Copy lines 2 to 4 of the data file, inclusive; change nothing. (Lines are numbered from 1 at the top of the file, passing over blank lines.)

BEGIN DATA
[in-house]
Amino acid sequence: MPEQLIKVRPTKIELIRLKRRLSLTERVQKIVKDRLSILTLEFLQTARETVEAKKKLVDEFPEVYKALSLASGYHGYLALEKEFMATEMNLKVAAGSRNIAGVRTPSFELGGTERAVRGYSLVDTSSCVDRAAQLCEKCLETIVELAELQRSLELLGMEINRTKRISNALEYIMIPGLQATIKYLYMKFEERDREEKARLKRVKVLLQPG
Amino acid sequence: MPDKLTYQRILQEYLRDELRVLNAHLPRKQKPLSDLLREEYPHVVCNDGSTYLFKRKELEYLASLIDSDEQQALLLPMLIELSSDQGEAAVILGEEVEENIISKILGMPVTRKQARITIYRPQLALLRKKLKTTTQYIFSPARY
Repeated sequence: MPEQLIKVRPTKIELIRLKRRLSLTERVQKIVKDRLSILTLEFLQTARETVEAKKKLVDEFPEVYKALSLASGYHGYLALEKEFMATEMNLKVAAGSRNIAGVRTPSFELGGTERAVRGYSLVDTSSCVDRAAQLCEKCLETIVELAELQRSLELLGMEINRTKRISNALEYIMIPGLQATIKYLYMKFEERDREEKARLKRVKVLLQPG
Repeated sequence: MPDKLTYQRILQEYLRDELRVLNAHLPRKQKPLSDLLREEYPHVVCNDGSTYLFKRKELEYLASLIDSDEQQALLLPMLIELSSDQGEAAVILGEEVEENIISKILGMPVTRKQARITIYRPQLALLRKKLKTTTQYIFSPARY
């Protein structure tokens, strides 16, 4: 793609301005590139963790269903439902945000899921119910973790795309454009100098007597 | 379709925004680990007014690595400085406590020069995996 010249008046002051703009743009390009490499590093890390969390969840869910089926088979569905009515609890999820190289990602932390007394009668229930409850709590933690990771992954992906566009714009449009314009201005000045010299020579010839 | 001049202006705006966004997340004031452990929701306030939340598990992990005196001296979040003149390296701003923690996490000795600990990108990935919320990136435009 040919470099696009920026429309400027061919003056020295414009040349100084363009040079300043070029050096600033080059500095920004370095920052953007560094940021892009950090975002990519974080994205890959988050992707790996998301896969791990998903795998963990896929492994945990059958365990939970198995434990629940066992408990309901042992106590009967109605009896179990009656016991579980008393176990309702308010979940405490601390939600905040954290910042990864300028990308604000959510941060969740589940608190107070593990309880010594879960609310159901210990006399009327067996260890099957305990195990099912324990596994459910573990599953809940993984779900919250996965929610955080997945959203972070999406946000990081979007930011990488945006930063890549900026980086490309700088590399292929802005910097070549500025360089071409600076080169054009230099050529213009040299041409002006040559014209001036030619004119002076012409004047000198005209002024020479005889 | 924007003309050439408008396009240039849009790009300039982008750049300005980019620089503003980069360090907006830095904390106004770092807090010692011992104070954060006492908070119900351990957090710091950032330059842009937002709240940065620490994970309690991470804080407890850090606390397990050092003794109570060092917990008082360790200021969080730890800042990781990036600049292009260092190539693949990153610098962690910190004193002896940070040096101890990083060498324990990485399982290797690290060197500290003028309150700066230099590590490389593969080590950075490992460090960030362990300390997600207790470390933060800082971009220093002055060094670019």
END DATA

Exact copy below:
Amino acid sequence: MPEQLIKVRPTKIELIRLKRRLSLTERVQKIVKDRLSILTLEFLQTARETVEAKKKLVDEFPEVYKALSLASGYHGYLALEKEFMATEMNLKVAAGSRNIAGVRTPSFELGGTERAVRGYSLVDTSSCVDRAAQLCEKCLETIVELAELQRSLELLGMEINRTKRISNALEYIMIPGLQATIKYLYMKFEERDREEKARLKRVKVLLQPG
Amino acid sequence: MPDKLTYQRILQEYLRDELRVLNAHLPRKQKPLSDLLREEYPHVVCNDGSTYLFKRKELEYLASLIDSDEQQALLLPMLIELSSDQGEAAVILGEEVEENIISKILGMPVTRKQARITIYRPQLALLRKKLKTTTQYIFSPARY
Repeated sequence: MPEQLIKVRPTKIELIRLKRRLSLTERVQKIVKDRLSILTLEFLQTARETVEAKKKLVDEFPEVYKALSLASGYHGYLALEKEFMATEMNLKVAAGSRNIAGVRTPSFELGGTERAVRGYSLVDTSSCVDRAAQLCEKCLETIVELAELQRSLELLGMEINRTKRISNALEYIMIPGLQATIKYLYMKFEERDREEKARLKRVKVLLQPG